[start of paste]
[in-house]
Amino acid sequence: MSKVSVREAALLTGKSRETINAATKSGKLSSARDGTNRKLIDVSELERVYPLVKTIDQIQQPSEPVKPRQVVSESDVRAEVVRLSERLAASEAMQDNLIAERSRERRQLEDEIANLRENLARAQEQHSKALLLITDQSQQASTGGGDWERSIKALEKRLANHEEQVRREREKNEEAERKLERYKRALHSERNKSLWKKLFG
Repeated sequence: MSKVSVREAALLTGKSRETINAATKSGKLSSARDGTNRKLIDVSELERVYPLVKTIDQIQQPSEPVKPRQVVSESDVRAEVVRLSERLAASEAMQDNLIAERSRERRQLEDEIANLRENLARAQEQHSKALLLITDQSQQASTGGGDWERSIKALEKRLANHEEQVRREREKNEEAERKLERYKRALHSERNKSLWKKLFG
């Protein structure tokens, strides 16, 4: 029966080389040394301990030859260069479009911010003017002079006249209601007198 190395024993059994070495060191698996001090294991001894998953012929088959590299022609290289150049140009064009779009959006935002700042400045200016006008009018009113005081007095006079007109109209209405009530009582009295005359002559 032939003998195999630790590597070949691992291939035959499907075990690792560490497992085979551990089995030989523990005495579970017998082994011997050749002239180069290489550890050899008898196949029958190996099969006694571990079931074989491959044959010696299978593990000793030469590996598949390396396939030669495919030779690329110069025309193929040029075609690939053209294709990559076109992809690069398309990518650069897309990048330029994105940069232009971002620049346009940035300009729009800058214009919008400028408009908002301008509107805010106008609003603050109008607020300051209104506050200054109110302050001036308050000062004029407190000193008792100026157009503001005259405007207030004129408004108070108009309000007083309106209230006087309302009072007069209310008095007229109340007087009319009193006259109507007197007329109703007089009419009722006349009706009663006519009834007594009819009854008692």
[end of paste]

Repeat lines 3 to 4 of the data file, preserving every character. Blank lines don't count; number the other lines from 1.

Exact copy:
Repeated sequence: MSKVSVREAALLTGKSRETINAATKSGKLSSARDGTNRKLIDVSELERVYPLVKTIDQIQQPSEPVKPRQVVSESDVRAEVVRLSERLAASEAMQDNLIAERSRERRQLEDEIANLRENLARAQEQHSKALLLITDQSQQASTGGGDWERSIKALEKRLANHEEQVRREREKNEEAERKLERYKRALHSERNKSLWKKLFG
């Protein structure tokens, strides 16, 4: 029966080389040394301990030859260069479009911010003017002079006249209601007198 190395024993059994070495060191698996001090294991001894998953012929088959590299022609290289150049140009064009779009959006935002700042400045200016006008009018009113005081007095006079007109109209209405009530009582009295005359002559 032939003998195999630790590597070949691992291939035959499907075990690792560490497992085979551990089995030989523990005495579970017998082994011997050749002239180069290489550890050899008898196949029958190996099969006694571990079931074989491959044959010696299978593990000793030469590996598949390396396939030669495919030779690329110069025309193929040029075609690939053209294709990559076109992809690069398309990518650069897309990048330029994105940069232009971002620049346009940035300009729009800058214009919008400028408009908002301008509107805010106008609003603050109008607020300051209104506050200054109110302050001036308050000062004029407190000193008792100026157009503001005259405007207030004129408004108070108009309000007083309106209230006087309302009072007069209310008095007229109340007087009319009193006259109507007197007329109703007089009419009722006349009706009663006519009834007594009819009854008692």